On December 7, 2018, the IRS Office of Chief Counsel released AM 2018-005, which is a memorandum explaining the eligibility for allocation of the §179D Energy Efficient Commercial Building Property Deduction (§179D Deduction) for “designers” of public projects.

BACKGROUND

The §179D Deduction is a Federal tax incentive designed to promote taxpayers to construct energy efficient buildings as well as encourage building owners to make improvements to existing structures that reduce energy and power costs. The §179D incentive provides a maximum deduction of up to $1.80 per square foot of the building’s floor area and applies to interior lighting systems, heating, cooling, ventilation, hot water systems or building envelope.

A special rule under §179D provides that architects, engineers, contractors, environmental consultants or energy services providers may also be eligible for the incentive on public projects. On a public project, only a “designer” is eligible to take the incentive, as defined below:

A designer is a person that creates the technical specifications for installation of energy efficient commercial building property (or partially qualifying commercial building property for which a deduction is allowed under §179D). A designer may include, for example, an architect, engineer, contractor, environmental consultant or energy services provider who creates the technical specifications for a new building or an addition to an existing building that incorporates energy efficient commercial building property (or partially qualifying commercial building property for which a deduction is allowed under § 179D). A person that merely installs, repairs, or maintains the property is not a designer.

MEMORANDUM 2018-005

The Chief Counsel Memorandum clarifies ambiguity as to whom is eligible to take the §179D Deduction and for how much. While the Memorandum cannot be cited as precedent, it provides taxpayers guidance by providing eight scenarios, as summarized below:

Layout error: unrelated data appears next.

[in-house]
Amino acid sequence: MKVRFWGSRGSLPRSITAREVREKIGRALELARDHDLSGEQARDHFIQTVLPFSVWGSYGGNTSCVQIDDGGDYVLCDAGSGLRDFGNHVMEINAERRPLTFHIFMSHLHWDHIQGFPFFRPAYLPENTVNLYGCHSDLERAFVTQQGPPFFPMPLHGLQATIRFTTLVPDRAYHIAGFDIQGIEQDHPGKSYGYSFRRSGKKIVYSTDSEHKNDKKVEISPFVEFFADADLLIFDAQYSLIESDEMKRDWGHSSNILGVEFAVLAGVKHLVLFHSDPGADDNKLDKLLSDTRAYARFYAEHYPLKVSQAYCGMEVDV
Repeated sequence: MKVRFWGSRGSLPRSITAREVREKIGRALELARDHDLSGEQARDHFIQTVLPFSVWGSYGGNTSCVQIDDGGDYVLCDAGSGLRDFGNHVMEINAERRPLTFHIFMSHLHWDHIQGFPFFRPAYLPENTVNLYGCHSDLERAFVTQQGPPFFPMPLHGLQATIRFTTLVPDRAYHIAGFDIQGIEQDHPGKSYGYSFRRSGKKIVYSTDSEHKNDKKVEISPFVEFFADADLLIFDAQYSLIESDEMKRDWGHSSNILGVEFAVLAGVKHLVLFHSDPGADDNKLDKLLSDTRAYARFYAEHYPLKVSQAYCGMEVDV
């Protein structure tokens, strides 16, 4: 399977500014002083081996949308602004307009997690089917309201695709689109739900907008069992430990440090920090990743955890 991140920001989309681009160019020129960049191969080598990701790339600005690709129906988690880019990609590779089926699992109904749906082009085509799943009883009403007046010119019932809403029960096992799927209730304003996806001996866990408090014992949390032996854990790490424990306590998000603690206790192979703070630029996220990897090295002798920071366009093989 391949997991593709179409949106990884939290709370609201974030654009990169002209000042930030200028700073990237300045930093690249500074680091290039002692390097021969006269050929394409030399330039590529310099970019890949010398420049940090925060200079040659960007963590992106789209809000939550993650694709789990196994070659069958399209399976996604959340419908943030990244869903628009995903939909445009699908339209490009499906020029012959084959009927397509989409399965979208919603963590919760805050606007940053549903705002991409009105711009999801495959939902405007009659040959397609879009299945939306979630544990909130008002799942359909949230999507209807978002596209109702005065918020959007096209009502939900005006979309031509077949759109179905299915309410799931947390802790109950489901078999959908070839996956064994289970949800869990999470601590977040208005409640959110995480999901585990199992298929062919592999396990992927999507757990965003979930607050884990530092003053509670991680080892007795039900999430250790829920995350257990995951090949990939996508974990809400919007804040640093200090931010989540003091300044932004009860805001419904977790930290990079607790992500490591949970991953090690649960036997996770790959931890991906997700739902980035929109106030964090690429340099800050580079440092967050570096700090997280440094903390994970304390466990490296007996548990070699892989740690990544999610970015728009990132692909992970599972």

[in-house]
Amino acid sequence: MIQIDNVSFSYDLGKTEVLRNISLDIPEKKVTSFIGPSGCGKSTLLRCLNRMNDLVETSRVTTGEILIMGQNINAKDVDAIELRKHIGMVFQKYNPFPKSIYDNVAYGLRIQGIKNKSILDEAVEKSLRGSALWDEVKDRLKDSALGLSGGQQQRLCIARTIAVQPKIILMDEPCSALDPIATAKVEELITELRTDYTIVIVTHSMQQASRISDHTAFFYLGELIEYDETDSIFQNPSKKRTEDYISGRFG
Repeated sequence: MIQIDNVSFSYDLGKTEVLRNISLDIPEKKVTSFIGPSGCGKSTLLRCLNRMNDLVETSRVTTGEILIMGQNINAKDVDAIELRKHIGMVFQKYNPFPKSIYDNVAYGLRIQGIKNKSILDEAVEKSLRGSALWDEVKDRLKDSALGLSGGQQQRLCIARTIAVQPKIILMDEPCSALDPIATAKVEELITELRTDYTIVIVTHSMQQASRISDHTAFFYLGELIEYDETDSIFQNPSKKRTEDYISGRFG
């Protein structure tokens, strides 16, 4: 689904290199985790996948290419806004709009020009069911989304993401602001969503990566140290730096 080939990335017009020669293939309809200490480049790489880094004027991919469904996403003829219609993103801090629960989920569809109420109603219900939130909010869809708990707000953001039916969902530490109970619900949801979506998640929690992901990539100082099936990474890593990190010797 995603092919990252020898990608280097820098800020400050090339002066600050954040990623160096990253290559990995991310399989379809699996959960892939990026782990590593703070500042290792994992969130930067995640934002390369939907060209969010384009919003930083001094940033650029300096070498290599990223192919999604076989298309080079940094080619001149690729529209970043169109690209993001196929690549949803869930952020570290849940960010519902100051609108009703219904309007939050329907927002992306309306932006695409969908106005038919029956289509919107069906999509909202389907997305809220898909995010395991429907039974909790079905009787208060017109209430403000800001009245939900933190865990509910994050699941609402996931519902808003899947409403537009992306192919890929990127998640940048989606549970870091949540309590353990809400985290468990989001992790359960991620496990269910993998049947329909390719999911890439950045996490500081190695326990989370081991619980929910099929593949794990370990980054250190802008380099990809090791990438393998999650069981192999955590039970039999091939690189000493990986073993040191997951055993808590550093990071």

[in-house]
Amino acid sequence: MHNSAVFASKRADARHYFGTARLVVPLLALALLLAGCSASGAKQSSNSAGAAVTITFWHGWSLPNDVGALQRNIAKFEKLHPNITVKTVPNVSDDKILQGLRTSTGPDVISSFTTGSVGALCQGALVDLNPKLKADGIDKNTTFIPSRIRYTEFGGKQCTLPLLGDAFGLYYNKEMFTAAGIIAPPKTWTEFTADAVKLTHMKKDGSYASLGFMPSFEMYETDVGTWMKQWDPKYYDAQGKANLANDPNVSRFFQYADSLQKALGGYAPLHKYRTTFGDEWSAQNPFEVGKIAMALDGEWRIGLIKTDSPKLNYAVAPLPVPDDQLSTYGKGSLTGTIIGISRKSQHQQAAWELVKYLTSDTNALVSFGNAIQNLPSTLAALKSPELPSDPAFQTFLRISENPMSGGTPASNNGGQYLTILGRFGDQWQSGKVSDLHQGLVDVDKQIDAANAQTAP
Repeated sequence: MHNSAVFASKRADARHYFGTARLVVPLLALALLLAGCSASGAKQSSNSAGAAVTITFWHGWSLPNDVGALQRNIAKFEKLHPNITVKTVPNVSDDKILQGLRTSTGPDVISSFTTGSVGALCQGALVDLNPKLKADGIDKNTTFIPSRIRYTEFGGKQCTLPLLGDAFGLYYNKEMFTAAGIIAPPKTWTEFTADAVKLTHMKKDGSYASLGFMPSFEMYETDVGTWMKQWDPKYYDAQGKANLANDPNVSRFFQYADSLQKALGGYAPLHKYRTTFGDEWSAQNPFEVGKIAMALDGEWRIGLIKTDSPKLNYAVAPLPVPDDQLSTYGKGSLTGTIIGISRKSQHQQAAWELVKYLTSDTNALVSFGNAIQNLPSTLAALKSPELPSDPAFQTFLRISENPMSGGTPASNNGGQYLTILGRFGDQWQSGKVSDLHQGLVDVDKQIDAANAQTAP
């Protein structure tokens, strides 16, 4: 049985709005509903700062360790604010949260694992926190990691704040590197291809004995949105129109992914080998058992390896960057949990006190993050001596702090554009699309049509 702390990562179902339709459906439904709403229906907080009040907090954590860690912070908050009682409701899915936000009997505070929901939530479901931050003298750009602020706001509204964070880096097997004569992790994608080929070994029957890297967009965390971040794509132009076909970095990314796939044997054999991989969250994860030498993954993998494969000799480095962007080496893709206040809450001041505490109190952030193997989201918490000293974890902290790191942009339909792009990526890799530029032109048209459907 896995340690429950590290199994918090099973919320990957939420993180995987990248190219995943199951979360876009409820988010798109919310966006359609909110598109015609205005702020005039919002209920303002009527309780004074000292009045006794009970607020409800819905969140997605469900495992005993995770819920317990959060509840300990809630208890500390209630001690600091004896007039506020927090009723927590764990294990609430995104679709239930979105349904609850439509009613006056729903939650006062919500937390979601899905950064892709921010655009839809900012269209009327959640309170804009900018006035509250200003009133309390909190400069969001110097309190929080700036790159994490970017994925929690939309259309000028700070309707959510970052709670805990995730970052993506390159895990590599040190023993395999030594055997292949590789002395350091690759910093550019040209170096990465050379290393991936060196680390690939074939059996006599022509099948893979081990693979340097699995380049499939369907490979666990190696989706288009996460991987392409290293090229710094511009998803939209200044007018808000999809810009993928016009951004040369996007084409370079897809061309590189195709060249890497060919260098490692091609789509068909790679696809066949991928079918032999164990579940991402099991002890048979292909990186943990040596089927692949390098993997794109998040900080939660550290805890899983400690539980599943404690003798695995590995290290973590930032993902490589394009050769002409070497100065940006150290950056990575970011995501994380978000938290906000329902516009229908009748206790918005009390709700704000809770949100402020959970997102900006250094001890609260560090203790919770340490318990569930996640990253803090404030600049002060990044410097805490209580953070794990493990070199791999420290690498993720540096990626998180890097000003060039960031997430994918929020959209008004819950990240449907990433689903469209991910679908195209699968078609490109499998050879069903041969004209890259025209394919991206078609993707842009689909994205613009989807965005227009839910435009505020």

Scenario 1: During preconstruction of a government warehouse involving an architect/engineering team and a separate general contractor, the general contractor suggested changes to the placement of roof-top HVAC/hot water units and corresponding electrical conduit and ductwork to avoid interference with the roof support structure. Absent other design responsibilities, the general contractor is ineligible for the §179D Deduction.

Scenario 2: An architect entered into a contract with a government building owner solely to design the exterior shell of a building and no other systems. This contract was one of several contracts the owner entered with firms to design the government building. Even though the architect neither designed the HVAC/hot water nor the lighting systems, the architect may be eligible to claim the full $1.80 per square foot §179D Deduction.

Scenario 3: A construction manager that neither had a contractual relationship with the various trades that designed and installed the energy efficiency commercial building property nor created technical specifications for a project is ineligible for the §179D Deduction.

Scenario 4: A contractor who installed a replacement HVAC/hot water system in a government-owned building designed by a separate engineer is ineligible for the §179D Deduction.

Scenario 5: Same as Scenario 4, whereby subcontractor hired by contractor to provide required HVAC/hot water system controls as well as related shop drawings was not eligible for §179D Deduction because subcontractor did not meet requirements of a designer.

Scenario 6: Same as Scenario 4, whereby contractor sized ductwork and provided shop drawings was ineligible for §179D Deduction, as shop drawings are not considered technical specifications.

Scenario 7: Lighting firm created design specifications for the building’s lighting system but did not design the building envelope or HVAC/hot water systems was eligible for full $1.80 §179D Deduction.

Scenario 8: A mechanical engineer on a design team hired a specialty subcontractor to design and install control systems for the HVAC/hot water systems, interior lighting, elevator, escalator, automatic door, back-up power and several other building systems that use power (i.e., energy management system) may be eligible for §179D Deduction.